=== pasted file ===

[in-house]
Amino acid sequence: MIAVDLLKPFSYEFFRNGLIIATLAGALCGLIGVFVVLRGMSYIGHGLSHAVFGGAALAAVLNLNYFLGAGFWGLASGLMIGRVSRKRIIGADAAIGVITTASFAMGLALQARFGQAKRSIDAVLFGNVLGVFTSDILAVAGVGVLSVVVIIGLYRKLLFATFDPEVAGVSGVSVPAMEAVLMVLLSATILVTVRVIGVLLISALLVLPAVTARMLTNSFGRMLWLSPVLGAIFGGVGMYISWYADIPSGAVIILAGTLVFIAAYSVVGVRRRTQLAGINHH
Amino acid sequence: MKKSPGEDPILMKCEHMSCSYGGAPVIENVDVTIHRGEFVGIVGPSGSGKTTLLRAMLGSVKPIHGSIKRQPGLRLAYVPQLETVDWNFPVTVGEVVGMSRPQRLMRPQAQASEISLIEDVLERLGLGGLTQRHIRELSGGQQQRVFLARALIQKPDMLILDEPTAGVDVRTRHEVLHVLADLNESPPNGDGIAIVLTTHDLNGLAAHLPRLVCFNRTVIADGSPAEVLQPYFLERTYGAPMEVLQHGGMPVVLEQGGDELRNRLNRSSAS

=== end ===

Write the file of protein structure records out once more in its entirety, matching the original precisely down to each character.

[in-house]
Amino acid sequence: MIAVDLLKPFSYEFFRNGLIIATLAGALCGLIGVFVVLRGMSYIGHGLSHAVFGGAALAAVLNLNYFLGAGFWGLASGLMIGRVSRKRIIGADAAIGVITTASFAMGLALQARFGQAKRSIDAVLFGNVLGVFTSDILAVAGVGVLSVVVIIGLYRKLLFATFDPEVAGVSGVSVPAMEAVLMVLLSATILVTVRVIGVLLISALLVLPAVTARMLTNSFGRMLWLSPVLGAIFGGVGMYISWYADIPSGAVIILAGTLVFIAAYSVVGVRRRTQLAGINHH
Amino acid sequence: MKKSPGEDPILMKCEHMSCSYGGAPVIENVDVTIHRGEFVGIVGPSGSGKTTLLRAMLGSVKPIHGSIKRQPGLRLAYVPQLETVDWNFPVTVGEVVGMSRPQRLMRPQAQASEISLIEDVLERLGLGGLTQRHIRELSGGQQQRVFLARALIQKPDMLILDEPTAGVDVRTRHEVLHVLADLNESPPNGDGIAIVLTTHDLNGLAAHLPRLVCFNRTVIADGSPAEVLQPYFLERTYGAPMEVLQHGGMPVVLEQGGDELRNRLNRSSAS